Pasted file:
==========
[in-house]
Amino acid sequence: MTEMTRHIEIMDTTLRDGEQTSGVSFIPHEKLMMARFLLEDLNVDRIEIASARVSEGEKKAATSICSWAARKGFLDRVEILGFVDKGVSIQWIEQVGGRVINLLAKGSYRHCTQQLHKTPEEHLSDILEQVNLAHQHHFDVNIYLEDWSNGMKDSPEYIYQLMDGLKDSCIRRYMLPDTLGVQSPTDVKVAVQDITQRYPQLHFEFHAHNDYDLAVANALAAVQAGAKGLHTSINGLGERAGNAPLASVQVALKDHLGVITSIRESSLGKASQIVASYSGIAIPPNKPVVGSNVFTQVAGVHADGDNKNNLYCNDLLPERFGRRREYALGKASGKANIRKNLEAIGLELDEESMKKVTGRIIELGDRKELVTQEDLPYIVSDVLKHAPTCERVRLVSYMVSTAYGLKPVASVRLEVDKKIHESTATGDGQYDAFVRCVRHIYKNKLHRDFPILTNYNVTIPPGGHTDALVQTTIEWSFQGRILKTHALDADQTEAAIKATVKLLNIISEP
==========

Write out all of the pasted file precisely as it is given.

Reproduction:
[in-house]
Amino acid sequence: MTEMTRHIEIMDTTLRDGEQTSGVSFIPHEKLMMARFLLEDLNVDRIEIASARVSEGEKKAATSICSWAARKGFLDRVEILGFVDKGVSIQWIEQVGGRVINLLAKGSYRHCTQQLHKTPEEHLSDILEQVNLAHQHHFDVNIYLEDWSNGMKDSPEYIYQLMDGLKDSCIRRYMLPDTLGVQSPTDVKVAVQDITQRYPQLHFEFHAHNDYDLAVANALAAVQAGAKGLHTSINGLGERAGNAPLASVQVALKDHLGVITSIRESSLGKASQIVASYSGIAIPPNKPVVGSNVFTQVAGVHADGDNKNNLYCNDLLPERFGRRREYALGKASGKANIRKNLEAIGLELDEESMKKVTGRIIELGDRKELVTQEDLPYIVSDVLKHAPTCERVRLVSYMVSTAYGLKPVASVRLEVDKKIHESTATGDGQYDAFVRCVRHIYKNKLHRDFPILTNYNVTIPPGGHTDALVQTTIEWSFQGRILKTHALDADQTEAAIKATVKLLNIISEP